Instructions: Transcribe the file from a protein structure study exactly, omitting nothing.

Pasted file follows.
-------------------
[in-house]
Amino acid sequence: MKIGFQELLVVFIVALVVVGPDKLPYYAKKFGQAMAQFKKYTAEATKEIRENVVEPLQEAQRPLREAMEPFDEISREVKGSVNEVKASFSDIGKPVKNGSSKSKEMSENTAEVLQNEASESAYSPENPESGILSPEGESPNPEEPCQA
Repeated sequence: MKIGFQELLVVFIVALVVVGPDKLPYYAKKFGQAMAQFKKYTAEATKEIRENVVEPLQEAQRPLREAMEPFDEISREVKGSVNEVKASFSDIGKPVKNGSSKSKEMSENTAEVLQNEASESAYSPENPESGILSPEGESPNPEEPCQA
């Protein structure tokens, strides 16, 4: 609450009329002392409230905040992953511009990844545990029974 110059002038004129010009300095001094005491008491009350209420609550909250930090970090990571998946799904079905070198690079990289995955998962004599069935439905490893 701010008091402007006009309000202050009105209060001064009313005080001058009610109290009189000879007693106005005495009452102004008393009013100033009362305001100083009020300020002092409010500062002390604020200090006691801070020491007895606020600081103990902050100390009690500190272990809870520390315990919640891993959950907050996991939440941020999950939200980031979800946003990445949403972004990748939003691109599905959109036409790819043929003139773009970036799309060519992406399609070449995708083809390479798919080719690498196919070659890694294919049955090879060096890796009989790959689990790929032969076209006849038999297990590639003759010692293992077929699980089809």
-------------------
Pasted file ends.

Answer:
[in-house]
Amino acid sequence: MKIGFQELLVVFIVALVVVGPDKLPYYAKKFGQAMAQFKKYTAEATKEIRENVVEPLQEAQRPLREAMEPFDEISREVKGSVNEVKASFSDIGKPVKNGSSKSKEMSENTAEVLQNEASESAYSPENPESGILSPEGESPNPEEPCQA
Repeated sequence: MKIGFQELLVVFIVALVVVGPDKLPYYAKKFGQAMAQFKKYTAEATKEIRENVVEPLQEAQRPLREAMEPFDEISREVKGSVNEVKASFSDIGKPVKNGSSKSKEMSENTAEVLQNEASESAYSPENPESGILSPEGESPNPEEPCQA
């Protein structure tokens, strides 16, 4: 609450009329002392409230905040992953511009990844545990029974 110059002038004129010009300095001094005491008491009350209420609550909250930090970090990571998946799904079905070198690079990289995955998962004599069935439905490893 701010008091402007006009309000202050009105209060001064009313005080001058009610109290009189000879007693106005005495009452102004008393009013100033009362305001100083009020300020002092409010500062002390604020200090006691801070020491007895606020600081103990902050100390009690500190272990809870520390315990919640891993959950907050996991939440941020999950939200980031979800946003990445949403972004990748939003691109599905959109036409790819043929003139773009970036799309060519992406399609070449995708083809390479798919080719690498196919070659890694294919049955090879060096890796009989790959689990790929032969076209006849038999297990590639003759010692293992077929699980089809």